Stack Overflow is a community of 4.7 million programmers, just like you, helping each other.

Join them; it only takes a minute:

Sign up
Join the Stack Overflow community to:
  1. Ask programming questions
  2. Answer and help your peers
  3. Get recognized for your expertise

Going to try and mess around with forms of secure login now, and the php files that connect to the database are going to be stored above the web root, public_html, so they cannot be publicly accessed.

My first question is that people are saying you cannot invoke this php file with Javascript.

That makes sense because Javascript runs client-side and could expose information, but this leaves me a bit confused on how to invoke this php file securely.

Should I have another php file below the web root that invokes the content-sensitive one above the web root?

Would this be achieved with "../../some-folder-above-web-root/some-php-above-web-root.php", and if so isn't that revealing to the location of the php file in the web root? Or doesn't it's location matter since people cannot access it (.. hackers).

All in all I really just want to know how to communicate to a script above the web root, properly and securely.

share|improve this question
up vote 2 down vote accepted

Yes, you are correct. There should be a PHP file below the web root that will access the secured PHP files above the web root. In Zend Framework, there is a single index.php file, called the bootstraper, which does many things including:

  • set the error display level
  • set the include paths
  • define global constants
  • read the configuration files
  • load the library classes
  • get the front controller
  • configure the database connection
  • determine the route, per RESTful url's, and MVC
  • set Exception handling
  • call the requested controller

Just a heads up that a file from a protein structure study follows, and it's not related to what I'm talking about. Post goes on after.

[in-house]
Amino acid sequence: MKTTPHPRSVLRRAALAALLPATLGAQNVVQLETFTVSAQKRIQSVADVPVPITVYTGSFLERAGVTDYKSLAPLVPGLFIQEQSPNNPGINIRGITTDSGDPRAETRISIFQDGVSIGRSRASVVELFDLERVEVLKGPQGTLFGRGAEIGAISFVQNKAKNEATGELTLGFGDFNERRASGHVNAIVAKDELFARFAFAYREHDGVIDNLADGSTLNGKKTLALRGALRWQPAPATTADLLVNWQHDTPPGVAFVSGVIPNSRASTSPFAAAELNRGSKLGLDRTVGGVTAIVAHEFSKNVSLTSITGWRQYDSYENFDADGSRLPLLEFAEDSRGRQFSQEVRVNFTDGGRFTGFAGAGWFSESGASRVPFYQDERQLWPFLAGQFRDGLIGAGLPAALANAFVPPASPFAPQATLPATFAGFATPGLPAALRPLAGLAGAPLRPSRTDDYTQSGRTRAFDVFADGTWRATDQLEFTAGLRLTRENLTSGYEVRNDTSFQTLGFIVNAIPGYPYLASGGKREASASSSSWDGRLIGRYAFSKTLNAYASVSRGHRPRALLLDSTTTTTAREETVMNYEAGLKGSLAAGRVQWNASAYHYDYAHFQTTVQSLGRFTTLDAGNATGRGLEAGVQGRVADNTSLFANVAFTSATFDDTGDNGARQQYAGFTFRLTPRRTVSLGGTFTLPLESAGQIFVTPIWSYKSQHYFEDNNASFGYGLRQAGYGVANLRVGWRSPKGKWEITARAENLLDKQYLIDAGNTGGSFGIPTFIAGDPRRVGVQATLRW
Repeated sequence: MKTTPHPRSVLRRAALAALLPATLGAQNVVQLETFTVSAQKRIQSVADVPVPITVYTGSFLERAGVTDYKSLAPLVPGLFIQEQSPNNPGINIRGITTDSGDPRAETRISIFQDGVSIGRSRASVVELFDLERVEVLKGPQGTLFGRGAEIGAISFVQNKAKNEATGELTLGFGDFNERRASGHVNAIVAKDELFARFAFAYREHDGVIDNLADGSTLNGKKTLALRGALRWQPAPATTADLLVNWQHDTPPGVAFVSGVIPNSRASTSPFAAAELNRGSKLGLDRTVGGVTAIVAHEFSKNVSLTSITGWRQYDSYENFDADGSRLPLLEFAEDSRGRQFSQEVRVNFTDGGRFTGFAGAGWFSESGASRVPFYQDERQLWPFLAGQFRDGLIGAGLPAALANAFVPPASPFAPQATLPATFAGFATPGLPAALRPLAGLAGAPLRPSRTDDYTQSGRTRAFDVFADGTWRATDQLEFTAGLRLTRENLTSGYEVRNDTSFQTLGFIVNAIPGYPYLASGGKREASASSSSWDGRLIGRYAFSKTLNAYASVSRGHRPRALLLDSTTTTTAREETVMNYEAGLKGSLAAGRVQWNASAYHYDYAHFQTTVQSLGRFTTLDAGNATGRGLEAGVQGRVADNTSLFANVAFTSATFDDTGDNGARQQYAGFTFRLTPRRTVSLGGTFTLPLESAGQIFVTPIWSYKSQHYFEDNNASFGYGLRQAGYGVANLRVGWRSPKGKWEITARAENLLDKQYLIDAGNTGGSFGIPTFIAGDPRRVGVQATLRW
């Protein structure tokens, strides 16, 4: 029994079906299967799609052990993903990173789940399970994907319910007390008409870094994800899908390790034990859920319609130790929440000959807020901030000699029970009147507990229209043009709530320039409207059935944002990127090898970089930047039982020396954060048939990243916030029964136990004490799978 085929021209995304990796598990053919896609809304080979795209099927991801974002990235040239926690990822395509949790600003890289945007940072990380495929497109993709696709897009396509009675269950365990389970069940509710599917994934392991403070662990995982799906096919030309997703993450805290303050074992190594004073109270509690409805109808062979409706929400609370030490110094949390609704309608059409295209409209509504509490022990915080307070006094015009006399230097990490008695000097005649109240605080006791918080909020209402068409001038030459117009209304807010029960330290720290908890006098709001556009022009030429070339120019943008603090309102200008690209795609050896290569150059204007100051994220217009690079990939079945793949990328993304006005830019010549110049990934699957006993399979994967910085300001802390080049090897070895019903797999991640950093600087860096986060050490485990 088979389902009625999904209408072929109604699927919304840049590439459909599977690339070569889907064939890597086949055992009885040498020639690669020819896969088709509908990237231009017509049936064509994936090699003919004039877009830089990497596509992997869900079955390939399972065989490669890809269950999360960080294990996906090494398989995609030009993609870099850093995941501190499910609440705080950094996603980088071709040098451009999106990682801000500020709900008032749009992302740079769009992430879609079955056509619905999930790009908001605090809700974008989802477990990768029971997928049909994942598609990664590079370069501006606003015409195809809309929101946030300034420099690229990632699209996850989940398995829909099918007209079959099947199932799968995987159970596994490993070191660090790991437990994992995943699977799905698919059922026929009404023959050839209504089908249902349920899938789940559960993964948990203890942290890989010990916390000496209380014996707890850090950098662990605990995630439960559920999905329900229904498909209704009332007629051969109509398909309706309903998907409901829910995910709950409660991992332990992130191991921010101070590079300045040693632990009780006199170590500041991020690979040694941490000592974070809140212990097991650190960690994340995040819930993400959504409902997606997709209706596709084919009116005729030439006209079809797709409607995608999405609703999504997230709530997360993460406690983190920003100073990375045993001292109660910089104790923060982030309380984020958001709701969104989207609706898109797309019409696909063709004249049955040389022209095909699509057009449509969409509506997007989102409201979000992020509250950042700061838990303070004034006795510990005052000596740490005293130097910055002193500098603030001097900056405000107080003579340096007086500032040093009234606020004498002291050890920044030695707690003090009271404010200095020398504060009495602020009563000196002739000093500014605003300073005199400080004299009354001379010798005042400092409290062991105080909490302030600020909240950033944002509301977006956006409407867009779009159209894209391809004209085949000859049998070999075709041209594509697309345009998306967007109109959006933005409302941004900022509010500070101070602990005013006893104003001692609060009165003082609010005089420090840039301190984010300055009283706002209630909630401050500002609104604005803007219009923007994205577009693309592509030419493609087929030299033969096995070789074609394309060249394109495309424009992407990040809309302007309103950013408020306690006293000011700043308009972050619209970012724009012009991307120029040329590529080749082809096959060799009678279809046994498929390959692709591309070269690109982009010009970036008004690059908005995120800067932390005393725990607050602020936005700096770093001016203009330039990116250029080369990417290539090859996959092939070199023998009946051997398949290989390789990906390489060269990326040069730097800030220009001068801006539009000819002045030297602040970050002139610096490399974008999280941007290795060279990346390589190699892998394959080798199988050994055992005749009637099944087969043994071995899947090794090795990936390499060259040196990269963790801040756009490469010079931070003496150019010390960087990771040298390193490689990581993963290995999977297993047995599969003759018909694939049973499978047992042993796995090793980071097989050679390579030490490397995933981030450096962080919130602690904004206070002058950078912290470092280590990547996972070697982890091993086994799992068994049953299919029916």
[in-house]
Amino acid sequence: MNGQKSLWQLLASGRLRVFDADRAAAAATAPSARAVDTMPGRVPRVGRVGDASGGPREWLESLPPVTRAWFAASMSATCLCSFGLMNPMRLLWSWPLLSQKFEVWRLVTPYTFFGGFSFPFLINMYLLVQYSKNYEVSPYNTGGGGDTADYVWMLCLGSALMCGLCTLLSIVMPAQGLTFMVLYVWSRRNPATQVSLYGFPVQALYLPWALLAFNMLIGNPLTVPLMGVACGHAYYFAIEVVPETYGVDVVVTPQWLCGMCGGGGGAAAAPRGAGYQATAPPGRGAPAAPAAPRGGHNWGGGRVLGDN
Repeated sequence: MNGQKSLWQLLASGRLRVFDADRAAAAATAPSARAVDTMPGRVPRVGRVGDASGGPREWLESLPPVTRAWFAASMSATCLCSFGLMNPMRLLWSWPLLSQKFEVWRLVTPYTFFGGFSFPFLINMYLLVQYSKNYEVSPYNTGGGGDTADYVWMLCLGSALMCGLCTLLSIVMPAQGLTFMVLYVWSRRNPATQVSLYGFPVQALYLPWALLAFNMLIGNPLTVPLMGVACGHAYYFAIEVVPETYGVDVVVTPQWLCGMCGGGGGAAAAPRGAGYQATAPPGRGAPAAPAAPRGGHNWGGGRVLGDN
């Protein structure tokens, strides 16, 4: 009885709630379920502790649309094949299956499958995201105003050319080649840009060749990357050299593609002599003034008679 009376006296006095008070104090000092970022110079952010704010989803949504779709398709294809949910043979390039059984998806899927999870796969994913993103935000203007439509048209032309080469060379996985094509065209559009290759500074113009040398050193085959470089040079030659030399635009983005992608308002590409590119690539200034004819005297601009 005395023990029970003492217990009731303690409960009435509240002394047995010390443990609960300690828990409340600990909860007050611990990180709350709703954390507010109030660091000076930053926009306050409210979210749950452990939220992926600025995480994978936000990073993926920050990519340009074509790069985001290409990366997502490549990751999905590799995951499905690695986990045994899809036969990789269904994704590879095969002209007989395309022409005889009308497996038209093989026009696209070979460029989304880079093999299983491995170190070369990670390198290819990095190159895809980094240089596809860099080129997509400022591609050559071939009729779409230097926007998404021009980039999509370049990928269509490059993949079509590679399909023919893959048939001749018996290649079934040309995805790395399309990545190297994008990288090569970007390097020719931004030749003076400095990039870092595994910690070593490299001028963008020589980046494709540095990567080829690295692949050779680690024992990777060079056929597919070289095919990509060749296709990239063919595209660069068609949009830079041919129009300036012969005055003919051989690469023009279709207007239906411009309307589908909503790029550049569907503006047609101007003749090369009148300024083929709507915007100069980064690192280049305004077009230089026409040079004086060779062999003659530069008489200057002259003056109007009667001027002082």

I would highly suggest using an MVC framework, they are industry standard, and have pre-built functionality for many common problems including secure logins. Zend Framework implements Access Control Lists style security, though you can easily role your own. Other notable frameworks are Drupal, Yii, Codeigniter, Symphony, CakePHP, and Joomla.

Other best practices for security are:

  • filter all file uploads based on mimetype, NOT file extension or filetype
  • filter all POST and GET data, based on the database table column type and length
  • sanitize all SQL strings before running them
  • change all the default login passwords on your servers, ex: Apache, MySQL, FTP, SSH, SVN, etc.
  • learn how to configure php.ini, httpd.conf, etc.
  • disable any services, modules, and plugins, not being used in your framework, PHP, Apache, and MySQL
  • fuzz your code
  • use unit tests
  • learn a bit about penetration testing
share|improve this answer
I know this was answered a while ago but I would love if you could possibly provide some sources you have found. I've been researching a lot of what you said but it's difficult. Or possibly reiterate on some of what you said? – Tyler Hughes Jul 3 '13 at 5:02
Start by learning Zend Framework 2, it uses all of the concepts mentioned above. Good sources to learn ZF2: and – Apollo Clark Jul 3 '13 at 13:41

you can give those files READ ONLY permission for other, something like 754 (all permissions for root, read and execute for group, read only for other) for example, then you can read its contents using for example file_get_contents and a absolute path.

A common way to do this is have a config file (with the sensible info inside) outside the public web dir, read it using a absolute path, and then use it as variables.

If you want to EXECUTE a script outside the public web path you have to give EXECUTE permission to 'other' which isn't much secure.

Also regarding your question about javascript, it ins't about security: javascript code won't be executed in the server, where the file with sensible info is, it will be executed on the client browser, so there's nothing to read there.

share|improve this answer

Your Answer


By posting your answer, you agree to the privacy policy and terms of service.

Not the answer you're looking for? Browse other questions tagged or ask your own question.